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Monday, January 15, 2007
he's the king of the jungle:
NATO allies are alarmed by the rising temperature of U.S.-Iranian acrimony, something capped off by the appointment of Admiral Fallon to helm Central Command and the influx of a Naval carrier group to the Persian Gulf. In Kabul, Defense Secretary Gates remarks, "The United States has had a strong presence in the Gulf for a long time. We are simply reaffirming that."
Despite appearances, Gates is not asking us to return to the pre-Iraq war status quo. It's helpful to remember a bit of history here. In the 40s, recognizing the importance of Arab oil, FDR famously extended an informal security assurance to the Saudis. But it wasn't until the near-simultaneous Iranian revolution and Soviet invasion of Afghanistan that the U.S., under Jimmy Carter, proclaimed access to the Gulf to be a vital U.S. interest -- or, put another way, that the U.S. would prosecute a war if denied such access. (It's hard to recall now that Carter has been vilified as an incorrigible peacenik, but this was known as the "Carter Doctrine" at the time.) Carter sent minor military assets to the Gulf, and Ronald Reagan formalized the commitment by the creation of Central Command, the U.S. military command responsible for warplanning in the region and management of U.S. military assets and relationships there.
What there wasn't was a significant U.S. military presence in the region. That all changed with Saddam Hussein's invasion of Kuwait. Lost in the swamp of memory is the agita that gripped the GHW Bush administration over putting U.S. troops on Arab soil. The administration -- including a then-pragmatic imperialist named Dick Cheney -- recognized that, in an important sense, the U.S. was crossing a Rubicon. Arab sentiment, particularly religious-nationalist sentiment, could be expected to become inflamed by this, which could further destabilize U.S. allies -- and, in a vicious circle, further require infusions of U.S. troops to ensure the survival of friendly regimes. In the end, the administration judged the threat from Saddam to outweigh this theoretical threat; and for years, it didn't materialize anyway. Something on the order of 5,000 troops remained out of view in Saudi Arabia at any given time from 1991 to early 2003, and just off the coast, the U.S. Fifth Fleet navigated the Gulf. No regime fell as a result.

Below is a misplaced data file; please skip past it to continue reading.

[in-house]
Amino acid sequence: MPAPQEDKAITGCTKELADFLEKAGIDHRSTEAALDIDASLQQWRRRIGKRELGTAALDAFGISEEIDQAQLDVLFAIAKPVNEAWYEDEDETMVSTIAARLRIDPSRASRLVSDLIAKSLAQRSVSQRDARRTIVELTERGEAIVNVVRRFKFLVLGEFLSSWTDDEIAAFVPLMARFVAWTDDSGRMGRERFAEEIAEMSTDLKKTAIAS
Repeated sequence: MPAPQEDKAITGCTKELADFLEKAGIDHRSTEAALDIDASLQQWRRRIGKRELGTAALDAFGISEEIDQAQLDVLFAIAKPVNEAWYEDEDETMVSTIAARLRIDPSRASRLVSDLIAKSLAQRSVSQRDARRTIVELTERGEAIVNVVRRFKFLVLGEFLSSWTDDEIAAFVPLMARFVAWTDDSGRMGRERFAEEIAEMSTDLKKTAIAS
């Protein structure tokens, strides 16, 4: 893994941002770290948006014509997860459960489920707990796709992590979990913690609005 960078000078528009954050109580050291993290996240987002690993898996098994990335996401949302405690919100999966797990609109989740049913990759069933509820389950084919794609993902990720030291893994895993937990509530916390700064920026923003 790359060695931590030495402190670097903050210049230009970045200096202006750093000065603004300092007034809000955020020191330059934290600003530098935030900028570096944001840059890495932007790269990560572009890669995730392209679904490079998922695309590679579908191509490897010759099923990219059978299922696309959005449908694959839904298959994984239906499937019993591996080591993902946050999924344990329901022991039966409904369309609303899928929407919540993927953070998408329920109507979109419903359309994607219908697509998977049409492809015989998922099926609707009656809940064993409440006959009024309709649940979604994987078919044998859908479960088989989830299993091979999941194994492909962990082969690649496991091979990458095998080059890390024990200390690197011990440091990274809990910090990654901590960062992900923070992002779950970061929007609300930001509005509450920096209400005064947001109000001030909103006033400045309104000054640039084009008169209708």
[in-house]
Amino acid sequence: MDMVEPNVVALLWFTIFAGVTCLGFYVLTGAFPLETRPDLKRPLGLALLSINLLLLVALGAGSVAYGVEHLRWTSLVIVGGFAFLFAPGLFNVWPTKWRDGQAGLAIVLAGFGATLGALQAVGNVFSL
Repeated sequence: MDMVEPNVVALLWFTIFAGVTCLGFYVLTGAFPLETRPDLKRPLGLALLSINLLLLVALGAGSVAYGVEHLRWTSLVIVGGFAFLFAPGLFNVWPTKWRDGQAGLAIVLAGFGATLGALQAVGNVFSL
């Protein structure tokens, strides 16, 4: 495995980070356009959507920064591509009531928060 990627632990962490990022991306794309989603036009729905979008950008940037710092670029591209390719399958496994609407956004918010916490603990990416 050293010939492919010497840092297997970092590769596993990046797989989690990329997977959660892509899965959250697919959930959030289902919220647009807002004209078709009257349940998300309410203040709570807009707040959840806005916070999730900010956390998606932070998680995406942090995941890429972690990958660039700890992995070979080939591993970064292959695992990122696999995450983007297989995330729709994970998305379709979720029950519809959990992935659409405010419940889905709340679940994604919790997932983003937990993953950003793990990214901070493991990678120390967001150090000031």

But what did happen was an opening for bin Laden to portray the U.S. as a rapacious force. In his 1998 declaration of war, bin Laden argued that the military presence in Saudi Arabia was merely an inevitable manifestation of half a century of American support for apostate regimes and Israel. In other words, bin Laden said, the wages of the survival of the House of Saud will one day be American jackboots in Mecca. Like all good ideologues, bin Laden found a potent localized grievance and connected it to a much broader vision -- one that demands absolute allegiance. If we had gone back and read the 1998 declaration of jihad before the October 2002 vote for the Iraq war, we might have seen exactly how we were playing into bin Laden's argument. Further wars in the Middle East will do the exact same thing, even if they're with bin Laden's enemies, like Iran. (He once begged the Saudis to fight Saddam, remember.)
None of this is to say we should leave the Persian Gulf. It's certainly not to say we should leave the Persian Gulf because that's what bin Laden demands. What it is to say is that "after" Iraq, we need to reexamine our relationship with the Persian Gulf holistically -- assessing what it is we want (oil, stability, security for Israel & Saudi & Jordan & the GCC, etc.), what we're prepared to commit, for how long, and above all, why. To pretend that we've always been as deep into the Middle East as we are now is a sure-fire way to foreclose that debate before it begins.
I've got a suspicion that, by the time we reach the "after" part, a lot of this stuff will have been changed for us. Fasten your seatbelts, and keep your arms inside the vehicle at all times.